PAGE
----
'Misinformed' Putin in 'Self-Inflicted Bubble': Ex-Russian Energy Official

A former Russian official said Friday that Russian President Vladimir Putin has cut himself off from "undesired information" amid Russia's invasion of Ukraine.

The comments, made by ex-deputy energy minister Vladimir Milov on CNN, come as U.S. officials have floated the possibility that Putin has fired advisors amid the invasion, and that those close to the president have been misinforming him about how the Russian military is performing.

CNN host Erin Burnett played a clip of remarks President Joe Biden made about Putin on Thursday: "I'm not saying this with a certainty—he seems to be self-isolating, and there's some indication that he has fired or put under house arrest some of his advisers," the president said.

"Do you think that's happening? That Putin has put advisors under house arrest?" Burnett asked Milov.

"I hear some rumors, it's really hard to verify. I strongly advise against believing anything you hear because we don't know what the credible situation there is. But yes, to some extent he's really misinformed," Milov responded.

"But there is another side of the coin—that he was deliberately cutting himself off from undesired information. So Putin lives right now in sort of a self-inflicted bubble. It's sort of a two-way street: It's not that there are bad advisors who are not informing him, he deliberately built a system where he punished people for bad news and he really only heard what he wanted to here. So this is the reality that we're facing right now," said the ex-official, who now serves as an advisor to Russian opposition leader Alexei Navalny.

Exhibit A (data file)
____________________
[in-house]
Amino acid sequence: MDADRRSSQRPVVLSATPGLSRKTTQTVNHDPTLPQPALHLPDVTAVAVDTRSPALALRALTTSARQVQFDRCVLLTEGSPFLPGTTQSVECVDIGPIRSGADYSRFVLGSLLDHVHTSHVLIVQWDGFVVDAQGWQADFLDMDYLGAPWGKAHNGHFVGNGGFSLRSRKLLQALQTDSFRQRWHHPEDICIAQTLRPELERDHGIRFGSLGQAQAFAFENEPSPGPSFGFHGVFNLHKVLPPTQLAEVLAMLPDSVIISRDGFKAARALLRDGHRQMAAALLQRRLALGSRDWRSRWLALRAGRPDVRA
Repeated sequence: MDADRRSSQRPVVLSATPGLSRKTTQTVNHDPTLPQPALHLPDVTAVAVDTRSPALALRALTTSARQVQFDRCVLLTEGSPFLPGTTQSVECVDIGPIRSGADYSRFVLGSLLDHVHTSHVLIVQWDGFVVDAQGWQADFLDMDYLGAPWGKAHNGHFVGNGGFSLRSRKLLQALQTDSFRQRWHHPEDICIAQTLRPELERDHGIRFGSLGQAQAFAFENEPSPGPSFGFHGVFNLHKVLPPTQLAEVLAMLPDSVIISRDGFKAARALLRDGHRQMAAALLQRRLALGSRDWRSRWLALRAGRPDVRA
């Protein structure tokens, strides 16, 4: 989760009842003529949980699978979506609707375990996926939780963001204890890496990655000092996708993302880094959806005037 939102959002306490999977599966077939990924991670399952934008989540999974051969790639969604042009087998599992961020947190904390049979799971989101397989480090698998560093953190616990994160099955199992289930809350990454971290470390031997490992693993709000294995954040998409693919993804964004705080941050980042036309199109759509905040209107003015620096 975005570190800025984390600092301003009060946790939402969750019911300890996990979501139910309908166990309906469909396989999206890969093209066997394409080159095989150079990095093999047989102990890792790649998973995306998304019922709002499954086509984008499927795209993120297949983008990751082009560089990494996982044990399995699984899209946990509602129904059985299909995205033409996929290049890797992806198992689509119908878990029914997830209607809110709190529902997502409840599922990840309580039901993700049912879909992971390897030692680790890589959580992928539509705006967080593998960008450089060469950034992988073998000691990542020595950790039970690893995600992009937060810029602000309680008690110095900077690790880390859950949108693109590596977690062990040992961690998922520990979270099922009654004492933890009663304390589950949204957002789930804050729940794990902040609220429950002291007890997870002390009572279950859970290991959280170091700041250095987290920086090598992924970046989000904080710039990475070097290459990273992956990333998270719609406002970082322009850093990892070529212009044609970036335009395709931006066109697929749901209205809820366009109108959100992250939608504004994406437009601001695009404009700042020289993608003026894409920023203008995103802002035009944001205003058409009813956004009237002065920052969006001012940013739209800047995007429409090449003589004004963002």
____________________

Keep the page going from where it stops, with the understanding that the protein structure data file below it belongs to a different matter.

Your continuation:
A U.S. official who spoke to Reuters on the condition of anonymity on Wednesday said the U.S. believes Putin's advisors are misinforming him about Russia's military performance, and about the status of the nation's economy in the wake of Russian sanctions, "because his senior advisers are too afraid to tell him the truth."

Putin in ‘Self-Inflicted Bubble’: Ex-Russian Official
A former Russian official argued that Russian President Vladimir Putin has cut himself off from "undesired information" and that he lives in a "self-inflicted bubble" amid Russia's invasion of Ukraine. Above, Putin speaks in Moscow on March 18. Getty Images

Newsweek attempted to reach Putin's office for comment, but did not receive a response before publication on Saturday afternoon.

Last month, Milov wrote an article in the Journal of Democracy arguing that Putin's "days are numbered," as the country faces economic and technological sanctions and the war in Ukraine "provides an enormous opportunity for Russians to rethink the country's path over the last quarter of a century, and to have a chance for a fresh start."

"The events since February 24 have made real the prospect of an end to Putin's regime as we know it," Milov wrote. "No one can predict the pace of change, but one thing is clear: Putin's system has suffered a series of dire blows to its structural integrity."